Table 3 shows the energy usage costs that are obtained from the utility bills for 2011. This actual energy usage will then be compared with the calculated energy requirement of the school. It must also be pointed out that, in the middle of 2011, there was a change in the electricity tariff. From January to April, the electricity tariff was RM 0.397 per kWh. Starting from May, the electricity tariff increased to RM 0.43 per kWh. This electricity tariffs change was noted in the calculations. For this stage of the research, these two terminologies will be used.(i)Actual energy usage: the electricity usage that was consumed by the school in 2011 based on the utility bills.(ii)Calculated energy requirement: the electricity usage that should be used by the school under efficient conditions, calculated from the collected information.

Table 3: Energy usage from electricity bills.

A worst case scenario, where the load factor is set to 1, will be used for calculating the calculated electricity requirement.

2.2. Calculating Energy Requirement

Comparing the actual energy consumption with the calculated energy requirement will show whether the energy usage for 2011 was indeed efficient. The efficient energy consumption by the electrical equipment in the school is calculated using the following equation, as used by Saidur et al. [4]: where is the annual energy consumption of equipment in kWh; the usage hours of the equipment ; the capacity or power rating of equipment , in kW; and LF the loading factor of equipment . The loading factor for all the electrical equipment was set to 1 to model a worst-case scenario.

The energy intensity explains the efficiency of the school in terms of energy usage per area. The energy intensity was calculated using the following equation, similar to Saidur et al. [4]: where is the total annual energy consumption of the equipment in the school in kWh; TFA is the total floor area in square meters.

2.3. Results of First Stage Analysis
2.3.1. Usage Hours of Electrical Equipment

The usage hours of the electrical equipment depend on the operating hours of the school. Generally, a school operates from Monday to Friday for teaching and on Saturday for extracurricular activities. In some cases, these extracurricular activities require the students to stay overnight at the school. The school operates 203 days for that school year, with varying operating days. For calculation of the electrical usage, an assumption was made that the usage hours of the electrical equipment follow the operating hours of the school. This will provide us with a worst-case scenario, which, when compared to the actual electricity usage, will show whether the school used its electricity in an efficient manner. Table 4 shows the number of daily operating hours for different areas of the school.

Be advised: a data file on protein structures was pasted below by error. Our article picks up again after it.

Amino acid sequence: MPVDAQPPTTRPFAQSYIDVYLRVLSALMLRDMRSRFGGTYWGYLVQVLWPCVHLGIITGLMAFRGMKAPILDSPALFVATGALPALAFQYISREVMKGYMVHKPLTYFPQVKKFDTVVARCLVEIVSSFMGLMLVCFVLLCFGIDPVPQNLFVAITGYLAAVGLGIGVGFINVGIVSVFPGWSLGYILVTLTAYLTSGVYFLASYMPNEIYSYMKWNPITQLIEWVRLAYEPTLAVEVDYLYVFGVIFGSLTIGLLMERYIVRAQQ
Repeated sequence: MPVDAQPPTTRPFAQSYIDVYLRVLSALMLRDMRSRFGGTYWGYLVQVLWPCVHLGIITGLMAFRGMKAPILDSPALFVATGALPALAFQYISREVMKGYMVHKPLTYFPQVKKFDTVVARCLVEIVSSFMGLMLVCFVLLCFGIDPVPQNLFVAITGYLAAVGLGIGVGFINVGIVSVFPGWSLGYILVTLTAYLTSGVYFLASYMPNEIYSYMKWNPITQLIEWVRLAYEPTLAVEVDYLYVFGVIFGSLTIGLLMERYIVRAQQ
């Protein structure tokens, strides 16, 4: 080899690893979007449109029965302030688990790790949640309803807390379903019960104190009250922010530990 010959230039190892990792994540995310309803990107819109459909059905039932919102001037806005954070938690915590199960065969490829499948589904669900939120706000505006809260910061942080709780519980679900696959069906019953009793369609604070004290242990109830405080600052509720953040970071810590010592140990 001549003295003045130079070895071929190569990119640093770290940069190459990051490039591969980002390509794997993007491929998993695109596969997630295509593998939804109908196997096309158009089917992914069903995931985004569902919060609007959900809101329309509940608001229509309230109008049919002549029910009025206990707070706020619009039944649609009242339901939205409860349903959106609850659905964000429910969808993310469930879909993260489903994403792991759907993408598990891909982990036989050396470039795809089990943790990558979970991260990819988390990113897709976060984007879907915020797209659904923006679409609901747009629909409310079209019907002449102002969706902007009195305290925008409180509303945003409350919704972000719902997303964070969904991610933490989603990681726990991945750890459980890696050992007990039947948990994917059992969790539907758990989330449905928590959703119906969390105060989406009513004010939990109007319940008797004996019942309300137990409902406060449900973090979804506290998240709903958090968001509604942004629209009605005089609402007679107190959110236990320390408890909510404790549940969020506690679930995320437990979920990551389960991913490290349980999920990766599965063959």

Table 4: Number of operating hours for different areas in the school.
2.3.2. Energy Consumption by Electrical Equipment

The distribution of electricity consumed by the equipment in the school is illustrated in Figure 1. Table 5 shows the details of electricity usage by the top five energy consuming equipment types in the school. It can be observed that the air conditioning system consumes 38% of electricity. The lighting system follows at 22% and fans, at 21%. In any case, the energy conservation measures should focus on this high-electricity consuming equipment in order to give us a better chance at determining potential energy savings.

Table 5: Top five energy consuming equipment types.
Figure 1: Distribution of electricity consumed by equipment in the school.
2.3.3. Comparing Results